Date of Award


Document Type


Degree Name

Bachelor of Divinity (B.Div)


Historical Theology

Scripture References in this Resource (separated by semi-colons)

Acts 20:2; Romans 15:26; 2 Corinthians 9:2; 1 Thessalonians 1:8; Acts 16:12; Matthew 26:47; Mark 14:43; John 18:31; Acts 5:40; Luke 23:1; Mark 3:2; Luke 11:53; John 8:59; John 11:57; John 18:19; John 7:51; Acts 21:33; Luke 20:25; Revelation 13:9, 14; Revelation 19:20; Revelation 20:4; Acts 16:19-20; Acts 2:13; Acts 3:13-15; Acts 4:10; Acts 5:30; Acts 7:52; Acts 10:39; Acts 13:28;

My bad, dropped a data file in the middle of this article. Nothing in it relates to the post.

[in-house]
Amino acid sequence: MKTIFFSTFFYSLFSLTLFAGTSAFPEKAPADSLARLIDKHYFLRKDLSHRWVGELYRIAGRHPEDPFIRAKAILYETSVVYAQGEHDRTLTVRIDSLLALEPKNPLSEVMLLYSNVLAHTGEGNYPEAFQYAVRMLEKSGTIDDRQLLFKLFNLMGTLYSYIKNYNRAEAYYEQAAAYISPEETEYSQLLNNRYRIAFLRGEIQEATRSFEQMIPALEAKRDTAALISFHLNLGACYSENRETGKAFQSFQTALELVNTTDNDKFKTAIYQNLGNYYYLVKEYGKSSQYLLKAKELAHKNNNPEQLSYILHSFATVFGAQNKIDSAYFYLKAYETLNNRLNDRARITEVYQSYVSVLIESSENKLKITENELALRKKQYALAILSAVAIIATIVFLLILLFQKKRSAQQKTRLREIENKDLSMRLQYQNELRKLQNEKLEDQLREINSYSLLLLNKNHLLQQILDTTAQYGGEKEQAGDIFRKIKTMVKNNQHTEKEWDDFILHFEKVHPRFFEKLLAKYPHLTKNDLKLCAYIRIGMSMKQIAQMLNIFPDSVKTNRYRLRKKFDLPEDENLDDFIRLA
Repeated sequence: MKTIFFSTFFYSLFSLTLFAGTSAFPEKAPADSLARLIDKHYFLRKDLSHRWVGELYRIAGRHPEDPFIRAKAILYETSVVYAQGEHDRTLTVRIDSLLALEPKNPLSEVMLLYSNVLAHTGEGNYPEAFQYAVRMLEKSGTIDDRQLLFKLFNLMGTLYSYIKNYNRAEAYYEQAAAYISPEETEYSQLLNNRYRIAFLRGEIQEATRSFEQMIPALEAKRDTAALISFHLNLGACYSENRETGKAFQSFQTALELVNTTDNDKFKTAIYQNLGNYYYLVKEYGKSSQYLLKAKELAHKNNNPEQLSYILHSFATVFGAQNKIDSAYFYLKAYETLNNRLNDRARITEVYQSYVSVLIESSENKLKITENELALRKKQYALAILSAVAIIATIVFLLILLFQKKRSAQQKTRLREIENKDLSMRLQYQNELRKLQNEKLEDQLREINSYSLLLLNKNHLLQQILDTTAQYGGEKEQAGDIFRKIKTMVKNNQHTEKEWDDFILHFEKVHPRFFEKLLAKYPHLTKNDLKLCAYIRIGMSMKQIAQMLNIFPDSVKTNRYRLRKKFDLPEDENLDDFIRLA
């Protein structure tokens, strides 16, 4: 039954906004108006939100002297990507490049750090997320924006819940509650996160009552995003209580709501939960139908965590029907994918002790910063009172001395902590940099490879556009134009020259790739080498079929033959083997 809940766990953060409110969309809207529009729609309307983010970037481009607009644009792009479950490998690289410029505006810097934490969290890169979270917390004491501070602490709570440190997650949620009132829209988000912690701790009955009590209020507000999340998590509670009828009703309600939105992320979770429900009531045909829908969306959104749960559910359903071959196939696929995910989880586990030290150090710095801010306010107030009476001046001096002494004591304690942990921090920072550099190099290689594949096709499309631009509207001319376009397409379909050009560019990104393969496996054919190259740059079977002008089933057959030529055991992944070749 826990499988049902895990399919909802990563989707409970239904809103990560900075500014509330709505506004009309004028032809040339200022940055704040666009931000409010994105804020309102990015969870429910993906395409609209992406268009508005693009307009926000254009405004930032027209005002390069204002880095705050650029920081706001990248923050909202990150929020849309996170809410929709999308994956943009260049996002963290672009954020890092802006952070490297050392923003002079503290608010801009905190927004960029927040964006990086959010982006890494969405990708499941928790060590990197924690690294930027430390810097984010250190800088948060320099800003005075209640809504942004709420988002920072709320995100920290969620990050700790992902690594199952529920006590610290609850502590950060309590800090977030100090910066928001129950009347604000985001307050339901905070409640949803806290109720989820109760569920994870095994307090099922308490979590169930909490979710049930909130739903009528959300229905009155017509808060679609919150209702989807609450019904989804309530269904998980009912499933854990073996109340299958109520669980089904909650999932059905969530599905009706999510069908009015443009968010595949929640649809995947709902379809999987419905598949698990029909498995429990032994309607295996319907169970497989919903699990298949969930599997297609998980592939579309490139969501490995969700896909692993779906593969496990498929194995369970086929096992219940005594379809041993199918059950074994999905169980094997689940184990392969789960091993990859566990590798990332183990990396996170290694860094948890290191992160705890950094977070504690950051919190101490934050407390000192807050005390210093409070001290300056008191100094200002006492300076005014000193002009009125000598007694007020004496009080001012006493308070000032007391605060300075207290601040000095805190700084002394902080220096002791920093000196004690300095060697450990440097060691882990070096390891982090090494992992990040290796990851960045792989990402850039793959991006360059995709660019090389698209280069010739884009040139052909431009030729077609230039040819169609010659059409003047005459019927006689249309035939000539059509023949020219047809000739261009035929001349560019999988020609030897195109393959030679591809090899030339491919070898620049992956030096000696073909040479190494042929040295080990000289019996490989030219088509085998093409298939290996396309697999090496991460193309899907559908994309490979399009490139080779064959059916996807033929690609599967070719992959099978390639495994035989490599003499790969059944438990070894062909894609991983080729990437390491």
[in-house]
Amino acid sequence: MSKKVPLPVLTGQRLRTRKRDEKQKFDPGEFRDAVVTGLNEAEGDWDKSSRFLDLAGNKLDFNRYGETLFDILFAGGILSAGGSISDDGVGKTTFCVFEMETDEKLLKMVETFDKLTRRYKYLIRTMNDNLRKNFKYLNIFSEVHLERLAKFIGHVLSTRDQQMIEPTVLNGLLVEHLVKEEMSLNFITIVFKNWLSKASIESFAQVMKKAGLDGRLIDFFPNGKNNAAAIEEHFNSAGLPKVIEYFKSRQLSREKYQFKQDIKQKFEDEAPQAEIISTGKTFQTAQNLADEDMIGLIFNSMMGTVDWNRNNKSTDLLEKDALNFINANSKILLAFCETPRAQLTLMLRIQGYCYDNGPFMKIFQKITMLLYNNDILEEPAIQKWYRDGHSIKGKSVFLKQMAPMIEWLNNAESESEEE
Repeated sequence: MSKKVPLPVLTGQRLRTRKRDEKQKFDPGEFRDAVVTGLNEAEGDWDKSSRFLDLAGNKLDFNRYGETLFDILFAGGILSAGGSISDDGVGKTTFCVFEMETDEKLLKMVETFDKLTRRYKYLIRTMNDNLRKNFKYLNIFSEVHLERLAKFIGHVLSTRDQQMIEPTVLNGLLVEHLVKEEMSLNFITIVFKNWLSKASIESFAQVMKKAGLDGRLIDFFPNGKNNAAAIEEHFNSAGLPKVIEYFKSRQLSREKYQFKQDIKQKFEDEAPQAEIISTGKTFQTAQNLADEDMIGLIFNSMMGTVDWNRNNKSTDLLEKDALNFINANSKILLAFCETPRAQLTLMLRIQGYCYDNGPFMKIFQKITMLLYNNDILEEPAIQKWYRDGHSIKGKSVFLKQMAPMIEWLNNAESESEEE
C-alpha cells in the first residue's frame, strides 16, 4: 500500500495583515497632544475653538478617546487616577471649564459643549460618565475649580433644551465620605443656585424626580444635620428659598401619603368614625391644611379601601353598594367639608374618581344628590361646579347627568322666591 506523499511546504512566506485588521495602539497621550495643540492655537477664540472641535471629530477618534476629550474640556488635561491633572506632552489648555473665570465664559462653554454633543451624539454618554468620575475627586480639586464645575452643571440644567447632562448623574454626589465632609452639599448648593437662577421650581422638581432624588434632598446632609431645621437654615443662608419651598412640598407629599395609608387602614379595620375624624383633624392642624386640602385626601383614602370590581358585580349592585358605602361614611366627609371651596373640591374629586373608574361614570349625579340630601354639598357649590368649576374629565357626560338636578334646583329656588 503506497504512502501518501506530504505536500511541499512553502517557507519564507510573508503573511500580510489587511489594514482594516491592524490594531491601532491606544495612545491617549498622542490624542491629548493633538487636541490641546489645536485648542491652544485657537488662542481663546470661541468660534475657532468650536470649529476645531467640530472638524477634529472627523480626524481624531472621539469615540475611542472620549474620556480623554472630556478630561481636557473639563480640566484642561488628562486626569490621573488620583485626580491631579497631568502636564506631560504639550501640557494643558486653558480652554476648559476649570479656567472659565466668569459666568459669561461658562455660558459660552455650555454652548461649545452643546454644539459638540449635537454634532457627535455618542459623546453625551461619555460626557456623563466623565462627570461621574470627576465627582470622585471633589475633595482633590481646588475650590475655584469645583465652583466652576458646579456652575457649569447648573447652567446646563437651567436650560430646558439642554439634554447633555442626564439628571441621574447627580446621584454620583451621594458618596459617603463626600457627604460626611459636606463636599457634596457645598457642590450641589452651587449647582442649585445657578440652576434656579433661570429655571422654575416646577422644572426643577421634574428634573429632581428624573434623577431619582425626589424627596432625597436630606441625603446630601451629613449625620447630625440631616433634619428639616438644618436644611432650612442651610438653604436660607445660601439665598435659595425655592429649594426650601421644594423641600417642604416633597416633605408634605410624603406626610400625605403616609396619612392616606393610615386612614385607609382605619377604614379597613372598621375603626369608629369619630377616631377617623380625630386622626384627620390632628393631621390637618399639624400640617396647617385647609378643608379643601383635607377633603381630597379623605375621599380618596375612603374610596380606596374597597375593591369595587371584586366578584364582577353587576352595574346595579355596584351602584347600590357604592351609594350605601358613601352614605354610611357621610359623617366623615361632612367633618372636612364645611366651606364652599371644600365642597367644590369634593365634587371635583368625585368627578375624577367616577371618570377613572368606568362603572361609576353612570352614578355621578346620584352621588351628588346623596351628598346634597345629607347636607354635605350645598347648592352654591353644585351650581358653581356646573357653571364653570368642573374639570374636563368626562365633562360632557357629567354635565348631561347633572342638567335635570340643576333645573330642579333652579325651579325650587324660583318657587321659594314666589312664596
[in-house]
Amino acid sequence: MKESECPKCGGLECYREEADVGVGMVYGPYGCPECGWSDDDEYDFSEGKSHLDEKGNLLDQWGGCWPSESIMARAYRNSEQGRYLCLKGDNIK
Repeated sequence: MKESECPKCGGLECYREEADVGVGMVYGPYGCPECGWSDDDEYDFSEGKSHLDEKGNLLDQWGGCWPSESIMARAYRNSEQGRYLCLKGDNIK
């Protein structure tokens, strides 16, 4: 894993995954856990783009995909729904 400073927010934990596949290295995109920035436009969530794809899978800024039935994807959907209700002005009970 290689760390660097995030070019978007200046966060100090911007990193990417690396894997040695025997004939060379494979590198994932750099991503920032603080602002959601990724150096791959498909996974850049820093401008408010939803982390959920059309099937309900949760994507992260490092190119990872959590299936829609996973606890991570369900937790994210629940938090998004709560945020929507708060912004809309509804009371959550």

A concession of the greatest importance was this, that the Sanhedrin was permitted to continue and exercise its power in the internal government of Jewish affairs. In the days of Jesus, the Sanhedrin had legislative, executive, and judicial powers. It commanded a body of police for the purpose of making arrests, (Mat 26,47; Mark 14,43). It had the power to prefer charges and try cases of a religious nature, in which the procurator would not meddle. From its decision there could be no appeal; it was the highest court. In connection with the Great Sanhderin, there was an organized system of smaller courts, which were under the control of the general body, and connected with the synagogs in the lands, even outside Judaea. In this way they exerted power against Jesus in Galilee, and it was to such a body in Damascus that Saul was bearing letters from the Sandhedrin of Jerusalem. The great limitation to the power of the Sanhedrin is expressed in the Talmud, “Forty years before the destruction of the temple, the power of inflicting capital punishment was taken away from Israel"; and the Jews admit to Pilate, (John 18,31), that it is not lawful for them to put any men to death. The Sanhedrin might inflict minor punishments, such as beating, (Acts 5,40); it could decide in matter s of life and death, could pronounce the sentence of death, but it could not inflict capital punishment.

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